The Trantula Nebula, with the R136 star-forming region visible in the lower righthand quadrant.
Deep in the Large Magellanic Cloud lies the Tarantula Nebula. Deep within that lies R136, a cluster of young and dense stars – and deep within that lies the most massive star so far detected in the universe.
The cluster has recently been the focus of intense research by a team led by astronomer Roland Crocker. By using data gathered by NASA/ESA Hubble Space Telescope the scientists have been able to answer a fundamental question of cosmology: How come planets potentially suitable for the emergence of life develop?
The question might best perhaps be framed differently: what acts to balance the otherwise destructive force of gravity in the development of young stars?
“If star formation happened rapidly, all stars would be bound together in massive clusters, where the intense radiation and supernova explosions would likely sterilise all the planetary systems, preventing the emergence of life,” says Crocker.
“The conditions in these massive star clusters would possibly even prevent planets from forming in the first place.”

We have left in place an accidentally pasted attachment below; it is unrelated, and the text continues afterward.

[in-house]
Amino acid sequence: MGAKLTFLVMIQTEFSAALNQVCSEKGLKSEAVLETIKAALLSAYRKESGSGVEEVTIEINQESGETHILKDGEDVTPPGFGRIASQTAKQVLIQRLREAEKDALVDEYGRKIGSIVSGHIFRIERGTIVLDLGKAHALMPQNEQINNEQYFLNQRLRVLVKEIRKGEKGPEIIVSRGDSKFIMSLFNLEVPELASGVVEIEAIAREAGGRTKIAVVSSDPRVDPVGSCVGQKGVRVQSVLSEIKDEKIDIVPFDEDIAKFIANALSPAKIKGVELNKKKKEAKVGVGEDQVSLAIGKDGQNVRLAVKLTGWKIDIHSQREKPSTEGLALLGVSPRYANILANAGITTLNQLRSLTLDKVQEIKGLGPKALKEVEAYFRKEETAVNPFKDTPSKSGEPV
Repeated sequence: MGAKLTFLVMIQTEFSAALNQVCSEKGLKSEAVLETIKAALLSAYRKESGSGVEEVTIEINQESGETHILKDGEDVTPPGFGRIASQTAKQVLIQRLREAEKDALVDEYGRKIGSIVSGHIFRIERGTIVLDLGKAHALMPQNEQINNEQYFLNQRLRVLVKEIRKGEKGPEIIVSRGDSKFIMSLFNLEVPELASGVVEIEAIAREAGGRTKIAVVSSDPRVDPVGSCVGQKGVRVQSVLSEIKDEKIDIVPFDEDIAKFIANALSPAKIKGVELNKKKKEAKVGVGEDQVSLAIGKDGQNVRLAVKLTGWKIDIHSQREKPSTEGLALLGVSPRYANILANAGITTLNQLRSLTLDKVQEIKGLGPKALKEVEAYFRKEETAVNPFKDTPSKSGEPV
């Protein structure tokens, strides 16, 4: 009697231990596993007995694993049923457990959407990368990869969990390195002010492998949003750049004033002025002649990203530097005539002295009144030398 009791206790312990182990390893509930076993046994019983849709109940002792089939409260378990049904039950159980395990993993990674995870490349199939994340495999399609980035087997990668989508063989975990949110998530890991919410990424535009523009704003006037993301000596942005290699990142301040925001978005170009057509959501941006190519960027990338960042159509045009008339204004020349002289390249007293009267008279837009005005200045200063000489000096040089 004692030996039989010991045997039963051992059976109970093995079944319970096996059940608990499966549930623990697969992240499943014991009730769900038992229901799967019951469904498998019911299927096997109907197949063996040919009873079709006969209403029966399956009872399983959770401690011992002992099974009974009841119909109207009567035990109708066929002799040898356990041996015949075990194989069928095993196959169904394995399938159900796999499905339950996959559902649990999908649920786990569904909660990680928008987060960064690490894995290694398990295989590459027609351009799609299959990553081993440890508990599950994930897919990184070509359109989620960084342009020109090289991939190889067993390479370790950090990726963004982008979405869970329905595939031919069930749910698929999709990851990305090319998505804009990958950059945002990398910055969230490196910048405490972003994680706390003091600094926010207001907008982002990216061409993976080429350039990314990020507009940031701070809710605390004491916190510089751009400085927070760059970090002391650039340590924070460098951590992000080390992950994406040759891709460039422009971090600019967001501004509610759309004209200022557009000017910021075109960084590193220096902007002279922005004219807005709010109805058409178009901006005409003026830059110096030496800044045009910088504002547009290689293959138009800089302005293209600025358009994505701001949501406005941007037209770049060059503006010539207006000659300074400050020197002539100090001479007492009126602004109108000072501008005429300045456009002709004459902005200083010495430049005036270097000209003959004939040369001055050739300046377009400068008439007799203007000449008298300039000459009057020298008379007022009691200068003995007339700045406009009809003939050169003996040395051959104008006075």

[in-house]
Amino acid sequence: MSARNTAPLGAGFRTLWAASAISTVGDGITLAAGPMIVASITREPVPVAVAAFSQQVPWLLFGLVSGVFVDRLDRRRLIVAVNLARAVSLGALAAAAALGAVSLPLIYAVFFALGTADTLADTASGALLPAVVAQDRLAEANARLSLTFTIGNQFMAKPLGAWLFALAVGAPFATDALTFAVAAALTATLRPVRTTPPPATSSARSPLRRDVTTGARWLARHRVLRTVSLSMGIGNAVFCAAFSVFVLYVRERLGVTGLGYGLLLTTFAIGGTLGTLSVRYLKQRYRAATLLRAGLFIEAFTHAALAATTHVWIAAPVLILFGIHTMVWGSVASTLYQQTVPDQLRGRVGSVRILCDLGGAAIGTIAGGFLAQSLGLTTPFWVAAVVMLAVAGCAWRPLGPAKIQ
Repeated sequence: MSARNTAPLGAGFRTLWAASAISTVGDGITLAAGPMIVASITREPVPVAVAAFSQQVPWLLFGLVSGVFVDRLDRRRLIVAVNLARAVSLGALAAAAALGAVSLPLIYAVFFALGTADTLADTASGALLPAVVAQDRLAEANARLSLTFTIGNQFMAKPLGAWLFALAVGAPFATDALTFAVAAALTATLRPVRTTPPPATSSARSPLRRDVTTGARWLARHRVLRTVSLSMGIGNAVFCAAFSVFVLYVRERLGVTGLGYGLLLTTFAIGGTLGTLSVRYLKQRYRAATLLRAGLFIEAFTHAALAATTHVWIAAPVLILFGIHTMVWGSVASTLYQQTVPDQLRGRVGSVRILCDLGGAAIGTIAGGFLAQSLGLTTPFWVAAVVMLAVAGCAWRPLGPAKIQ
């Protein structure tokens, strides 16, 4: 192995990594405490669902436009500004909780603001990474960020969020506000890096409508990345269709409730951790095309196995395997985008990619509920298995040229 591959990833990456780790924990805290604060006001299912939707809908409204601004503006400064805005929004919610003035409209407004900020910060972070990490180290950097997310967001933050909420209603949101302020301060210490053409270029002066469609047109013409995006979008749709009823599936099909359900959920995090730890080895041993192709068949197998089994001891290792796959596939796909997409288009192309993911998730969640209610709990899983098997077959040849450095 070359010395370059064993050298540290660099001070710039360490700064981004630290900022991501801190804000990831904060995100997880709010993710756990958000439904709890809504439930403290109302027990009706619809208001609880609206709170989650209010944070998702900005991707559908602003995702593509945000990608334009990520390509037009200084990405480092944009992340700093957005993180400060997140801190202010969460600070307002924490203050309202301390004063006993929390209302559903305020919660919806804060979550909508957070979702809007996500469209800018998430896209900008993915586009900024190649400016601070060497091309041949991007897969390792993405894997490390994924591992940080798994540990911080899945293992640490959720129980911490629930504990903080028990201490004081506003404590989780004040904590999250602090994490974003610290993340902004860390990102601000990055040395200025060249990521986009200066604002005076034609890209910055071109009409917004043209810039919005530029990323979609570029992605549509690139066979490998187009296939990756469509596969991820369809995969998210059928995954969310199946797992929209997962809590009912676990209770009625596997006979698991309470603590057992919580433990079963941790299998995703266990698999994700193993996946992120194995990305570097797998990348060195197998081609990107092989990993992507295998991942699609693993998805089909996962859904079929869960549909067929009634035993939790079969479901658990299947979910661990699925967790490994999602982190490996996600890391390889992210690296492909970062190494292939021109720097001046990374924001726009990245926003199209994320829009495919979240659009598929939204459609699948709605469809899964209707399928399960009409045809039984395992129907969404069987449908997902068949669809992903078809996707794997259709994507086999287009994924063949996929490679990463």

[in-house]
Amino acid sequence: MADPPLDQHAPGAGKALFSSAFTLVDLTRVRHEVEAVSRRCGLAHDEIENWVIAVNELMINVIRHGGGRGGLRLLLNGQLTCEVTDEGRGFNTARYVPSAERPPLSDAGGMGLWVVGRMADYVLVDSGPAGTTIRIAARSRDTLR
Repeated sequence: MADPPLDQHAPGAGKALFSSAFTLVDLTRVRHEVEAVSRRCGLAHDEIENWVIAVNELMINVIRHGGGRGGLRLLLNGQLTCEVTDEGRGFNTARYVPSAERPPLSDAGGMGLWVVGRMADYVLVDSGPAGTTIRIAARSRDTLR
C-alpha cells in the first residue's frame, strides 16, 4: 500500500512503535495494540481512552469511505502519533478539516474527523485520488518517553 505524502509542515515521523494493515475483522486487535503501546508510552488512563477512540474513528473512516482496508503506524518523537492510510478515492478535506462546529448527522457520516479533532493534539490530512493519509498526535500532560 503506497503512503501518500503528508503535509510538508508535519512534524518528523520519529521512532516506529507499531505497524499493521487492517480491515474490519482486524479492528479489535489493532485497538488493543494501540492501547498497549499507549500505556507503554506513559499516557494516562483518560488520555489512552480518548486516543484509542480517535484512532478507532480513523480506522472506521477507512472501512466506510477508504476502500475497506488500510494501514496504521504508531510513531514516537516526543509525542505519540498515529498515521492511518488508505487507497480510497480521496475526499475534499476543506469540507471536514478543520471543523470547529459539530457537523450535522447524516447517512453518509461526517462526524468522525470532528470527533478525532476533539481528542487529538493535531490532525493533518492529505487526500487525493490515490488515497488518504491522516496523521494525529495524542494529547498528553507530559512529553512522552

In a paper published in the Monthly Notices of the Royal Astronomical Society, the researchers demonstrate that the newly formed stars themselves generate another force that works to counterbalance gravity.
The stars coalesce from clouds interstellar dust and gas. As they do so, they radiate both ultraviolet and optical light. This collides with the remaining dust, causing the scattering of infrared light – which exerts pressure against gravity.
“The phenomenon we studied occurs in galaxies and star clusters where there’s a lot of dusty gas that is forming heaps of stars relatively quickly,” Crocker explains.
“In galaxies forming stars more slowly – such as the Milky Way – other processes are slowing things down. The Milky Way forms two new stars every year, on average.”
The interaction between the two forces, he added, represents “a form of feedback that helps to keep the Universe alive and vibrant”.